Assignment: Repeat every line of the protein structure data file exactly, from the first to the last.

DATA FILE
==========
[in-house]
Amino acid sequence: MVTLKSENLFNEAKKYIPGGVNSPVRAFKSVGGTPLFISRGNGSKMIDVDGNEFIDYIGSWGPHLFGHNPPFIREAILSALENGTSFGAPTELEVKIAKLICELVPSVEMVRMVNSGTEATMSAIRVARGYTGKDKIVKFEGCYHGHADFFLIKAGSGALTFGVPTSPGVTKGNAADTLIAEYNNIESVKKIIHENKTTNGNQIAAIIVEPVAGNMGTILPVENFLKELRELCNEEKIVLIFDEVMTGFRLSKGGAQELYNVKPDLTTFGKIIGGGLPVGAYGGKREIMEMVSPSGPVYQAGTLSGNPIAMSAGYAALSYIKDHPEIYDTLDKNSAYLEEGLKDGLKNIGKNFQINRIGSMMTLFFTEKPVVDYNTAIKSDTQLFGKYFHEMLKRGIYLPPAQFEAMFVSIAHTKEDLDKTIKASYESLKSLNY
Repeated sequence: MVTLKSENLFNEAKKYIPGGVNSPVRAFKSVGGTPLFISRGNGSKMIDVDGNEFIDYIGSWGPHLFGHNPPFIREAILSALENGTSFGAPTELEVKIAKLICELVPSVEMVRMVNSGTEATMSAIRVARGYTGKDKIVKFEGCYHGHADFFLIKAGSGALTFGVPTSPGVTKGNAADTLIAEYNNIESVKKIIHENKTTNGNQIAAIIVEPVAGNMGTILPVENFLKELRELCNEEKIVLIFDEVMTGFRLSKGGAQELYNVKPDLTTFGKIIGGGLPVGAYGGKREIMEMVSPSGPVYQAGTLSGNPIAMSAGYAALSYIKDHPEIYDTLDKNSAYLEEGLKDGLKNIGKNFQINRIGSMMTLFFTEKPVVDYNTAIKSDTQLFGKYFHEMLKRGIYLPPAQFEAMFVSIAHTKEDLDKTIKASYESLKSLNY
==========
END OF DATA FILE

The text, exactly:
[in-house]
Amino acid sequence: MVTLKSENLFNEAKKYIPGGVNSPVRAFKSVGGTPLFISRGNGSKMIDVDGNEFIDYIGSWGPHLFGHNPPFIREAILSALENGTSFGAPTELEVKIAKLICELVPSVEMVRMVNSGTEATMSAIRVARGYTGKDKIVKFEGCYHGHADFFLIKAGSGALTFGVPTSPGVTKGNAADTLIAEYNNIESVKKIIHENKTTNGNQIAAIIVEPVAGNMGTILPVENFLKELRELCNEEKIVLIFDEVMTGFRLSKGGAQELYNVKPDLTTFGKIIGGGLPVGAYGGKREIMEMVSPSGPVYQAGTLSGNPIAMSAGYAALSYIKDHPEIYDTLDKNSAYLEEGLKDGLKNIGKNFQINRIGSMMTLFFTEKPVVDYNTAIKSDTQLFGKYFHEMLKRGIYLPPAQFEAMFVSIAHTKEDLDKTIKASYESLKSLNY
Repeated sequence: MVTLKSENLFNEAKKYIPGGVNSPVRAFKSVGGTPLFISRGNGSKMIDVDGNEFIDYIGSWGPHLFGHNPPFIREAILSALENGTSFGAPTELEVKIAKLICELVPSVEMVRMVNSGTEATMSAIRVARGYTGKDKIVKFEGCYHGHADFFLIKAGSGALTFGVPTSPGVTKGNAADTLIAEYNNIESVKKIIHENKTTNGNQIAAIIVEPVAGNMGTILPVENFLKELRELCNEEKIVLIFDEVMTGFRLSKGGAQELYNVKPDLTTFGKIIGGGLPVGAYGGKREIMEMVSPSGPVYQAGTLSGNPIAMSAGYAALSYIKDHPEIYDTLDKNSAYLEEGLKDGLKNIGKNFQINRIGSMMTLFFTEKPVVDYNTAIKSDTQLFGKYFHEMLKRGIYLPPAQFEAMFVSIAHTKEDLDKTIKASYESLKSLNY